I am very glad that you have yet to be threatened by such things.

    While I know it isn’t much…you are in my prayers.

  4. The Rebellious Artist wanted to create a blacklist based on people who +1’d a post? The House Unamerican Activities Committee was not an example of healthy behavior. No matter how much I lower my expectations, someone manages to be worse.

    Your post got me thinking about the relationship between mental illness and culture. Some mental illness is caused by the environment one is in. Perhaps genetics influences the risk factors, but life experiences can certainly cause mental illness. PTSD is an obvious one. I believe that Elliot Rodger was mentally ill. I believe our screwed up culture, fanned by “support” networks like PUAhate, aggravated his illness and perhaps created it. I believe this in part because I understand where Rodger was coming from. I know what that anger, frustration, and feeling of impotence is like. In my case it lead to long term depression. I count myself lucky to have not fallen into the MRA movement during the worst of it.

    • Thank you for sharing your experience. The traditional model of masculinity as constructed by patriarchy and is absolutely toxic. As awful as Isla Vista was, I hope that we can move forward as a culture in our understanding of toxic masculinity and misogyny.

  5. I’m new to this conversation in grekdom or on the internet. I am a male and while I like to think I treat men and women equally, I have caught myself making assumptions and acting on biases that I’m not happy having. Usually I catch myself and have better ideas. My point is that even the best intentioned in us are prone to misogyny ( I say that shamefully ) because there are social norms we need to conquer so our children can break out of them. How do we do that?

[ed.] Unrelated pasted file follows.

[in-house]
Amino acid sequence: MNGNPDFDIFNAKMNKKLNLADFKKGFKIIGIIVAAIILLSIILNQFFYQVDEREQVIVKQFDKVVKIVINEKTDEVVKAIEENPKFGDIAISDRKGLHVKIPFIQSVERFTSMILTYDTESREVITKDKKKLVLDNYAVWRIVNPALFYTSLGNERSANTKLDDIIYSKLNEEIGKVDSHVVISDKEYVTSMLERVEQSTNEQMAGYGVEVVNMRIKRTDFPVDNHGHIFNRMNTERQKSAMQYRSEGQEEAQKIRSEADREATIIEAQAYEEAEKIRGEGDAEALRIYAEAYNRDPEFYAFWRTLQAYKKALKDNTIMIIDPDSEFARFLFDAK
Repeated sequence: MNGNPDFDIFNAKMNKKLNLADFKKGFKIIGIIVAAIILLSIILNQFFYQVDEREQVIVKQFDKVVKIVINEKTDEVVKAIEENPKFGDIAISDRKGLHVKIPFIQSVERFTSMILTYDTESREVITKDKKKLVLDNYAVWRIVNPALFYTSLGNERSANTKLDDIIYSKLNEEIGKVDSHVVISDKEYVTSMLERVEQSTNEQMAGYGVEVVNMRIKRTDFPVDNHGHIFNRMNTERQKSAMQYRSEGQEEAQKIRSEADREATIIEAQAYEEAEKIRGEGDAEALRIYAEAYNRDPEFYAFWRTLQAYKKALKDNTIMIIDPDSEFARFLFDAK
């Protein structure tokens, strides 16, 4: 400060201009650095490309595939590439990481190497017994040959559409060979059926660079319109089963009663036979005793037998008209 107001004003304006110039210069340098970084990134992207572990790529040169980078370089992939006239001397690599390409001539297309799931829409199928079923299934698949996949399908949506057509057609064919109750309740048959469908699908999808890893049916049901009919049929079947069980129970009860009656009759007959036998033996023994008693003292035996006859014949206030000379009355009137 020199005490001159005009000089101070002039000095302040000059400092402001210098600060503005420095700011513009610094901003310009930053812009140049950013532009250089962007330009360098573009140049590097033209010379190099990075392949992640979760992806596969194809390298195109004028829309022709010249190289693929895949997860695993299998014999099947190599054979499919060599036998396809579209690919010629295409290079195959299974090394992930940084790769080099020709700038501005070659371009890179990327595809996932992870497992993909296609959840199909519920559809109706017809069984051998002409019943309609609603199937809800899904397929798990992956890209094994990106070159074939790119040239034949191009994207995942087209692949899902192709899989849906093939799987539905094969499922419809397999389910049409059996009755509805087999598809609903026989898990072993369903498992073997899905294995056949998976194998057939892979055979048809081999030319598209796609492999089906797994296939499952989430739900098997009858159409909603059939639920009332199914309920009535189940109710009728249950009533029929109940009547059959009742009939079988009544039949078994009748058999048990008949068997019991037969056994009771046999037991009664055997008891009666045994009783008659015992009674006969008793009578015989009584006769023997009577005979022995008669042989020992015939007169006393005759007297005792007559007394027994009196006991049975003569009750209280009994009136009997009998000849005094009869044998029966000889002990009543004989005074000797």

One part of the solution should be focused on influential men in our communities. I can’t say that being outspoken against those men’s actions is wrong. But is it effective? can it work or in the internet age is any negative comment considered trolling? Are these men key to the change as much as they may be part of the problem? What else can someone in Anna’s position do?

    When issues like this are hard enough to break through when face to face, can we be effective on the internet, in forums, or comments?

    • I think it depends on the level of maturity of the people involved. Unfortunately there is no correlation between “influential” and “mature.” Sometimes they line up, sometimes they don’t. Personally, I’ve been given the “but I’m the victim here” line by too many fellow men too many times for even suggesting that they made misogynist remarks. I’m not willing to waste more time on such people.

      What I’m doing right now is looking for thoughtful and well-written essays like this one and doing my best to spread them. My strategy is to bring awareness to those in the middle who currently don’t have a strong opinion one way or another, until the kinds of behaviors described in this post become socially unacceptable.